Chinese study suggests that alcohol increases angiographically significant coronary artery disease

December 9, 2010

Among a large number of Chinese men presenting with chest pain or EKG changes, sequential subjects undergoing cardiac angiography were evaluated for obstructive coronary artery disease (CAD) lesions according to their reported recent alcohol intake. The study population consisted of 1,476 consecutive men 36 to 84 years of age; participants were categorized as nondrinkers, light drinkers, moderate drinkers, or heavy drinkers.

Adjusted odds ratios for angiographically proved CAD for light, moderate, and heavy drinking were 1.16 (95% confidence interval 0.68 to 1.94), 1.78 (1.35 to 2.27), and 2.18 (1.46 to 3.25). Compared to non-drinking, adjusted odds ratios were 1.03 (0.54 to 1.87) for drinking 0 to 15 years, 1.61 (1.28 to 2.14) for 16 to 30 years, and 1.98 (1.23 to 3.05) for >30 years. The authors concluded that moderate-to-heavy increased the risk of CAD in Chinese men. CAD risk tended to increase with an increase in frequency and duration of drinking.

This was a very select group of patients (those presenting with chest pain or EKG changes), and not typical of the Chinese population. No information was available on drinking patterns or on previous alcohol intake. Further, a recent large population-based study from mainland China showed that consumers of alcohol were less likely to develop coronary disease, results similar to those in most Western populations. It is not possible from the present study to say that the association of with CAD is different between Chinese and Western populations, as the present study gives results only for a very select group of patients.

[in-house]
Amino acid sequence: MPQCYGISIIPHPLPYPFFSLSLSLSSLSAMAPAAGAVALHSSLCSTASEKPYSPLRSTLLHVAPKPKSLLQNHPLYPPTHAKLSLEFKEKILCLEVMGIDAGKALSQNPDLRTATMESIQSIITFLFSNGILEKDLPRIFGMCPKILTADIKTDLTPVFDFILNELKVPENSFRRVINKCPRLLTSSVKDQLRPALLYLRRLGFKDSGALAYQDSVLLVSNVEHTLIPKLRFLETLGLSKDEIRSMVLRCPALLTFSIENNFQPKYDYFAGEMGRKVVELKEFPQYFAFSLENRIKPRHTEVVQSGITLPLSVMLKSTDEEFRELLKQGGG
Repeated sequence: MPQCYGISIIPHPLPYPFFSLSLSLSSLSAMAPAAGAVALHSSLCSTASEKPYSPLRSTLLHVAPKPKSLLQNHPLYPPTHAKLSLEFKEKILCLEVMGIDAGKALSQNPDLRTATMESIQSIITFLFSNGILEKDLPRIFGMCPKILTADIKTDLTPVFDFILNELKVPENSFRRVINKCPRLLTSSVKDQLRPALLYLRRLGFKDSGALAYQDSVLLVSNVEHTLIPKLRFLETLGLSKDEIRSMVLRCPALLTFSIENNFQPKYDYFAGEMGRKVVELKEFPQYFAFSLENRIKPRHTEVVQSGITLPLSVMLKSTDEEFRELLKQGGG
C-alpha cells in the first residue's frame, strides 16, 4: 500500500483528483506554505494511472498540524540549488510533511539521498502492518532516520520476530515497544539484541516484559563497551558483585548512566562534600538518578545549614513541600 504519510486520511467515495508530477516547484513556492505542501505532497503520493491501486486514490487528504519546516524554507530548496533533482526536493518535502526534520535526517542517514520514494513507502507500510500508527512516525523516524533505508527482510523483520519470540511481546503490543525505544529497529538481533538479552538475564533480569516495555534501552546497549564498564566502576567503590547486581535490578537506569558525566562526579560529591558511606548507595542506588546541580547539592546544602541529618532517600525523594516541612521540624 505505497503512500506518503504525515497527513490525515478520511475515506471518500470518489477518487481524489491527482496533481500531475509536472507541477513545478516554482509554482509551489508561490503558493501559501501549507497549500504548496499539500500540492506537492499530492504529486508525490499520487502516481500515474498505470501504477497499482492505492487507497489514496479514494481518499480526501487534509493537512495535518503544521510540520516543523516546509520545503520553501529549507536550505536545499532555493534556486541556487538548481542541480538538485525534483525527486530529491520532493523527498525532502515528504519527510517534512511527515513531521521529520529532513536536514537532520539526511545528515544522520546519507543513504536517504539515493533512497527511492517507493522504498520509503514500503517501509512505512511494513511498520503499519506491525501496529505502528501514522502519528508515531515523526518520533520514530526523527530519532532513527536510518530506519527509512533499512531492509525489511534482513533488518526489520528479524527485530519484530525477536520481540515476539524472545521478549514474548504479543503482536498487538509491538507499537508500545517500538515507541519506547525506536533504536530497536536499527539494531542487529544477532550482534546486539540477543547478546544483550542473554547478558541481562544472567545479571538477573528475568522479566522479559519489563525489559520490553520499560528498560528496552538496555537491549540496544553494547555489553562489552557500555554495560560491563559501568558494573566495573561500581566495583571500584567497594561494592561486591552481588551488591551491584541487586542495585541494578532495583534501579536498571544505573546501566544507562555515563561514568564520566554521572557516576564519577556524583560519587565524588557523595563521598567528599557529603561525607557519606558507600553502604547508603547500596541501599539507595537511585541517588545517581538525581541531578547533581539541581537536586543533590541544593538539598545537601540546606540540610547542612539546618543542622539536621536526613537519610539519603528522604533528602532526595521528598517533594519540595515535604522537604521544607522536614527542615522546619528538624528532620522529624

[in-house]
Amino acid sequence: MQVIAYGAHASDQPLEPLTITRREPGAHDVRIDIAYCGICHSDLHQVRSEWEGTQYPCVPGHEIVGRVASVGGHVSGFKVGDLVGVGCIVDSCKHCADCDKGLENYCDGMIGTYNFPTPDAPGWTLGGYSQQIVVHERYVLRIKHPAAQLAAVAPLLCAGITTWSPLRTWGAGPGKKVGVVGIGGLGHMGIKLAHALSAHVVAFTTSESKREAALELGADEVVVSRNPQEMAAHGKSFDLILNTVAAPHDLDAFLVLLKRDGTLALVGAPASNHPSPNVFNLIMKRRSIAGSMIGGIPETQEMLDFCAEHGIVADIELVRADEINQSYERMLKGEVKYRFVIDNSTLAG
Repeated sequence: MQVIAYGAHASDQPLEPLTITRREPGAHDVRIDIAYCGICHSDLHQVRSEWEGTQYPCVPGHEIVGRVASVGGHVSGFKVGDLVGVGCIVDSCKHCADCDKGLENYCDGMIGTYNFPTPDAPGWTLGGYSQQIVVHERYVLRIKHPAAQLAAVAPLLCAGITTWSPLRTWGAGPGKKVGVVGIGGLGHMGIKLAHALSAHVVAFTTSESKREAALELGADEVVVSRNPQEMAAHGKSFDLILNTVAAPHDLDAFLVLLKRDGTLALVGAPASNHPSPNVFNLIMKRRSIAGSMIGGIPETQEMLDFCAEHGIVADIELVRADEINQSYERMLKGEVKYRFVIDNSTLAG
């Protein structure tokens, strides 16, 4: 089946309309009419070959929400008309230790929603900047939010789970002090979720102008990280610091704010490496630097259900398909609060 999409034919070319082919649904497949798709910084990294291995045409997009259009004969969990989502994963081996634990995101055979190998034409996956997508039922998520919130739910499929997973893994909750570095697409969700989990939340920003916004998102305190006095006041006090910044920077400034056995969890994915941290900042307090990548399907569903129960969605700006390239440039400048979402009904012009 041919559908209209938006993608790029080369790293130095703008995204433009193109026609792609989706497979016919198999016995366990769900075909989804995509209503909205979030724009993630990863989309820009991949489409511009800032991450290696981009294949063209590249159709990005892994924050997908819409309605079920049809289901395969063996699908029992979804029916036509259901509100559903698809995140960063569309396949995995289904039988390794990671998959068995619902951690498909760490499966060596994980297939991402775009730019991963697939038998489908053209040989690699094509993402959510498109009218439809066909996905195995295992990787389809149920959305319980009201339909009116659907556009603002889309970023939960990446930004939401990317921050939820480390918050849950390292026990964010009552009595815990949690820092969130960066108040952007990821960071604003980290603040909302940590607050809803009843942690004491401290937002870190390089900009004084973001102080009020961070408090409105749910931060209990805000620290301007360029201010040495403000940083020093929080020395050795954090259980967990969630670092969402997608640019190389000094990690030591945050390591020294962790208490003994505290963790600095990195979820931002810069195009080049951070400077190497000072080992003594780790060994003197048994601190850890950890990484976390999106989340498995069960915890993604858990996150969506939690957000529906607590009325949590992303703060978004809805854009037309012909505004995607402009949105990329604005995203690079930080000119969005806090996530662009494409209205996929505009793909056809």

The most important outcome regarding CAD is the occurrence of clinical events (, , etc.). The detection of such events requires long-term follow-up studies to be able to judge the overall effects of alcohol drinking on CAD.

More information: Zhou X, Li C, Xu W, Hong X, Chen J. Relation of alcohol consumption to angiographically proved coronary artery disease in Chinese men. Am J Cardiol 2010;106:1101

Related Stories

Recommended for you

Engineered protein treatment found to reduce obesity in mice, rats and primates

October 19, 2017
(Medical Xpress)—A team of researchers with pharmaceutical company Amgen Inc. report that an engineered version of a protein naturally found in the body caused test mice, rats and cynomolgus monkeys to lose weight. In their ...

New procedure enables cultivation of human brain sections in the petri dish

October 19, 2017
Researchers at the University of Tübingen have become the first to keep human brain tissue alive outside the body for several weeks. The researchers, headed by Dr. Niklas Schwarz, Dr. Henner Koch and Dr. Thomas Wuttke at ...

Cancer drug found to offer promising results in treating sepsis in test mice

October 19, 2017
(Medical Xpress)—A combined team of researchers from China and the U.S. has found that a drug commonly used to treat lung cancer in humans offers a degree of protection against sepsis in test mice. In their paper published ...

Study reveals key molecular link in major cell growth pathway

October 19, 2017
A team of scientists led by Whitehead Institute has uncovered a surprising molecular link that connects how cells regulate growth with how they sense and make available the nutrients required for growth. Their work, which ...

Tracing cell death pathway points to drug targets for brain damage, kidney injury, asthma

October 19, 2017
University of Pittsburgh scientists are unlocking the complexities of a recently discovered cell death process that plays a key role in health and disease, and new findings link their discovery to asthma, kidney injury and ...

Inflammation trains the skin to heal faster

October 18, 2017
Scars may fade, but the skin remembers. New research from The Rockefeller University reveals that wounds or other harmful, inflammation-provoking experiences impart long-lasting memories to stem cells residing in the skin, ...

0 comments

Please sign in to add a comment. Registration is free, and takes less than a minute. Read more

Click here to reset your password.
Sign in to get notified via email when new comments are made.